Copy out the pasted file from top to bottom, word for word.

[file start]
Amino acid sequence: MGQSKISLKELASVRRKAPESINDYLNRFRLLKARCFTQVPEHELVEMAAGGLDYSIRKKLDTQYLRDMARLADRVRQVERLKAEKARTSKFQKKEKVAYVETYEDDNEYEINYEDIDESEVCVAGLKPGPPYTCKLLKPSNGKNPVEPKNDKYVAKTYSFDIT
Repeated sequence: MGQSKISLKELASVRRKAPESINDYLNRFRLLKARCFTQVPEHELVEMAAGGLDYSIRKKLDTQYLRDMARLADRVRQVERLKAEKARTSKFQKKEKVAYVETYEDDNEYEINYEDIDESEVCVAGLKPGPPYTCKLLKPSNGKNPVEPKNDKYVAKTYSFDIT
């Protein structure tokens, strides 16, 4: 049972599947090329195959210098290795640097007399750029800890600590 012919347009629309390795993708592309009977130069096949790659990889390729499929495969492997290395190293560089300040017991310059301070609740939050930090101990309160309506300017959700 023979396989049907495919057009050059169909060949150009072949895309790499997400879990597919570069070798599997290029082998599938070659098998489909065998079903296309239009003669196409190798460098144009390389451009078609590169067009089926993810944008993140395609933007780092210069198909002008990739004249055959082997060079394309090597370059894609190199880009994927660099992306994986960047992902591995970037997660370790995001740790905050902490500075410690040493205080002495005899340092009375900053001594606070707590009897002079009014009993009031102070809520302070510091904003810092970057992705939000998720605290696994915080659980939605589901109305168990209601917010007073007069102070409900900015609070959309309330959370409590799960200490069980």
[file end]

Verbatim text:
Amino acid sequence: MGQSKISLKELASVRRKAPESINDYLNRFRLLKARCFTQVPEHELVEMAAGGLDYSIRKKLDTQYLRDMARLADRVRQVERLKAEKARTSKFQKKEKVAYVETYEDDNEYEINYEDIDESEVCVAGLKPGPPYTCKLLKPSNGKNPVEPKNDKYVAKTYSFDIT
Repeated sequence: MGQSKISLKELASVRRKAPESINDYLNRFRLLKARCFTQVPEHELVEMAAGGLDYSIRKKLDTQYLRDMARLADRVRQVERLKAEKARTSKFQKKEKVAYVETYEDDNEYEINYEDIDESEVCVAGLKPGPPYTCKLLKPSNGKNPVEPKNDKYVAKTYSFDIT
């Protein structure tokens, strides 16, 4: 049972599947090329195959210098290795640097007399750029800890600590 012919347009629309390795993708592309009977130069096949790659990889390729499929495969492997290395190293560089300040017991310059301070609740939050930090101990309160309506300017959700 023979396989049907495919057009050059169909060949150009072949895309790499997400879990597919570069070798599997290029082998599938070659098998489909065998079903296309239009003669196409190798460098144009390389451009078609590169067009089926993810944008993140395609933007780092210069198909002008990739004249055959082997060079394309090597370059894609190199880009994927660099992306994986960047992902591995970037997660370790995001740790905050902490500075410690040493205080002495005899340092009375900053001594606070707590009897002079009014009993009031102070809520302070510091904003810092970057992705939000998720605290696994915080659980939605589901109305168990209601917010007073007069102070409900900015609070959309309330959370409590799960200490069980």